I had the chance to sit down on a pile of pallets with Christopher Denny out back the Tractor Tavern before he took the stage a few nights back. A truly open and honest dude with his heart on his sleeve. He’s definitely endured more than his fair share of struggles along the way, but seems to take on each day one at a time with a dedication and passion for playing music.
His Unique Style
It’s hard not to recognize the unique voice that Christopher has. It’s very distinctive and there’s just something about it that holds an old soul to it. “Finding yourself is hard because its not who you thought you were gonna be. Being different isn’t something you go around talking about. I felt good when people told me I was different, but I didn’t know or think that it’d make me feel better about myself, but it did. I think any type of attention has always been good. You turn on the radio and hear so many of the same things, and from an early age I’ve always enjoyed anything that makes you turn you head or turn it up because it’s different, otherwise it just gets old real quick.”
I asked Christopher where his style stems from and where he drew inspiration from. “I grew up (in Little Rock, Arkansas) listening to 80’s radio with my mom, my dad was a southern rock guy, but my grandma was who I was always around and really got me into music and then my grandpa too. Old country, gospel, my grandma would get me into these quartets, we use to go see Jimmie Davis when he was like 80 years old. The first time I heard Nashville Skyline (Bob Dylan) it was really like whoa, and then the first time I heard Jeff Buckley I was like ‘I don’t like this’ and then I couldn’t stop listening to it and it became a real changing moment.”
“We moved away from Austin, and we really wanted to move up to Pennsylvania. Before we left, we went on this little tour, and it was my first tour back in years, and I’m considering this tour (now) my ‘first’ tour back because that one was just so bad, it was humbling. It’s been a deep dark valley, it’s been tough, really tough, I’m having to remember why I want to do this, but then I got on this tour. After rolling down the road in a tin can which can be beautiful and miserable, you get to the show, your nervous as fuck, you start playing and realize it’s a good deal. You get fulfilled, the crowds boost you up, and the crowds have been really good on this tour, they’ve been really supportive of me as an opener. I’m just getting back to where I’m use to being back on stage again, I wish I had some great story for you, I use to have a bunch of them, but they were drug driven.” I asked Christopher if Tour was kind of his rehab, he said it wasn’t so much his rehab as his new addiction to get him through.
“So much of this has been so many years, where I’m at right now with it is what I’ll talk about, but the path to it, it’s sort of treacherous and painful. But I will say that I’m loving the record (If the Roses Don’t Kill Us), and the more I hear about it, and I’ve read some things that people have written about it, the happier I am with the way we made it. I honestly don’t know how I feel completely, the path was a lot of pain, my father died, my mom’s been in rehab and jail like 5 or 6 times, I went through heroin and methadone, and feeling like the record label were my mortal enemies, and then realizing that they cared. I had to deal with the fact that I’m kind of insane in that I can think someone is out to get me when they’re not. I’ve gotten on some meds for my depression, and realizing that since I’ve been on those, I haven’t just left people, or not paid my rent, and ended up on the street, and that this whole time I really needed that stuff. Also realizing that I’m a little bit broken, wearing sleeves sometimes because I’m embarrassed, and then letting it all hang out, I’ve got scars and a whole lot more on the inside than the outside.”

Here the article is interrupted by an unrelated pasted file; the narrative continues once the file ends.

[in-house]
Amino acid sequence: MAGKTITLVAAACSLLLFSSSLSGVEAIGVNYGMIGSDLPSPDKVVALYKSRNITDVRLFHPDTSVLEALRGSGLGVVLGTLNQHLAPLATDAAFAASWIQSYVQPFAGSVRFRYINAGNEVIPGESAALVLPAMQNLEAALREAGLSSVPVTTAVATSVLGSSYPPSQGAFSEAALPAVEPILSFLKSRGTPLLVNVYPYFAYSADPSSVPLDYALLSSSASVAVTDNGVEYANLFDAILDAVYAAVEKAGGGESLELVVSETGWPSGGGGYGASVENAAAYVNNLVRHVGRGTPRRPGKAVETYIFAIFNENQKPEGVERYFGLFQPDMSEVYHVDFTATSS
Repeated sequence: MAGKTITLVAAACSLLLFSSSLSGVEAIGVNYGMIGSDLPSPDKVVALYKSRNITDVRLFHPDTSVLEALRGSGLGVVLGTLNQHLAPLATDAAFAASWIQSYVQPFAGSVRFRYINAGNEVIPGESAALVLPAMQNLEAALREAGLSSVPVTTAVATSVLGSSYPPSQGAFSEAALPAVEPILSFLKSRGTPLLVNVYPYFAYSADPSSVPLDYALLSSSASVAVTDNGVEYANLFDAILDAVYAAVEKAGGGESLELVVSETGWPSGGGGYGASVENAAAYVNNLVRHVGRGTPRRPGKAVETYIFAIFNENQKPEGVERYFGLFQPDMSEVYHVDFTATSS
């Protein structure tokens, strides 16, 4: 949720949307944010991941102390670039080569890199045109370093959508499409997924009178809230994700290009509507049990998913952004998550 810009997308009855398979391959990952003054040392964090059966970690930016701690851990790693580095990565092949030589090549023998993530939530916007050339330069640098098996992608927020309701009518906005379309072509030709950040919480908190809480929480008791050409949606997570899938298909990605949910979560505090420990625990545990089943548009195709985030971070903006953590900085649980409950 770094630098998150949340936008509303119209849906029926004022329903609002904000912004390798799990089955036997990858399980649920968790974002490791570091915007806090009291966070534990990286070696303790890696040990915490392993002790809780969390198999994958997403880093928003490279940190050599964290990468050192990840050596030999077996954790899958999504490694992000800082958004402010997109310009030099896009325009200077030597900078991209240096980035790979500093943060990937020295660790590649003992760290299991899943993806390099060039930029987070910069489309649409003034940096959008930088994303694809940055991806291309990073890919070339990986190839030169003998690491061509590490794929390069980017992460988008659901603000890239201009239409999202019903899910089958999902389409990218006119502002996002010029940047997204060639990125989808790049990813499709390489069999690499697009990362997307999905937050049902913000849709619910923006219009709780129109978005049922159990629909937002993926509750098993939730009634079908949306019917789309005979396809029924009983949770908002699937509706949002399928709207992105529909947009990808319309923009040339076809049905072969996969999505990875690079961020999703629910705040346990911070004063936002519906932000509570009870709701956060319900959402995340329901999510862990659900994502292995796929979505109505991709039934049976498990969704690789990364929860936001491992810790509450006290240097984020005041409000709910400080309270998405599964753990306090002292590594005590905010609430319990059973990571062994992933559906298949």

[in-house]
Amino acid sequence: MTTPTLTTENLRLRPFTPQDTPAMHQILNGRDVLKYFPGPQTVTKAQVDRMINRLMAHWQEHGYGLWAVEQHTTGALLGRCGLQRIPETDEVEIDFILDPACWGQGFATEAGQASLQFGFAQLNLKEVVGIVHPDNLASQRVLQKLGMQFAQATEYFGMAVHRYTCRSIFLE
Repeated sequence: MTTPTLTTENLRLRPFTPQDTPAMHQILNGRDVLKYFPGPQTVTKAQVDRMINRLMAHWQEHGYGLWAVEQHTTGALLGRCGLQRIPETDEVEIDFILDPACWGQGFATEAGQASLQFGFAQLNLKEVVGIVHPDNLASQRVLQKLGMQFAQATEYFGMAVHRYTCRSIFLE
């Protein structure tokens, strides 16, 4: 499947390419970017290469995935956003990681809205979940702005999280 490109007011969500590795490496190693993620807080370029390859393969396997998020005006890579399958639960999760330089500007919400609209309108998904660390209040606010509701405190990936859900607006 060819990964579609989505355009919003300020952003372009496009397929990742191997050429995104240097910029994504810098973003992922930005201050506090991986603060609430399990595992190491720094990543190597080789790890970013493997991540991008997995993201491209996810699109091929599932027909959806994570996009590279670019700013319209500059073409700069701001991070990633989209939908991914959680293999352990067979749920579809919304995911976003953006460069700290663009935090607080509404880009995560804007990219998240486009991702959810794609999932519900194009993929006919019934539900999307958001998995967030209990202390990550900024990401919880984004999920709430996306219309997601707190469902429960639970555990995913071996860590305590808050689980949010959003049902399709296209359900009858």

Christopher talked a bit about the high-caliber talent that was brought in on the record. “My friend PJ Herrington was the manager, and he said ‘I’m gonna put some people together’ and I said ‘I’m just gonna trust ya’ and he got Dave Sanger to produce it (Asleep at the Wheel). Then they just started pulling folks in, and it just happens, you bring real players and you’re good to go. I had a moment when I was playing with Glen Fukunaga (bass – Dixie Chicks & Robert Plant) and he was just so in the pocket, I actually thought he was off, but actually he was just so on. There was also this moment where I was playing these little leads on ‘Radio’ and he just looked over and was looking at me like that’s fucking tasty, and I was just thinking this is awesome. It was cool, this guy’s looking over at me, I’m doing my thing, this guy’s played with some of the best players in the world, and he’s looking over at me and it’s not my voice that he cares about, I’m playing guitar and he’s appreciating it. I didn’t feel like I had to have so much control (on the record) and in doing so I got so much more than I could have asked for.”
Aside from a little bit of time in Twin Falls, ID this was pretty much Christopher’s first time through the Northwest. I asked him a bit about what he thought. “I tell you what, beautiful coming in, those mountains out there, that is gorgeous. Then when you get up here, it’s scary for me to be kind of locked in, sort of like when I’m in Brooklyn, I feel kind of trapped, but you know I’ve realized how small I am, and I can get through all this shit.”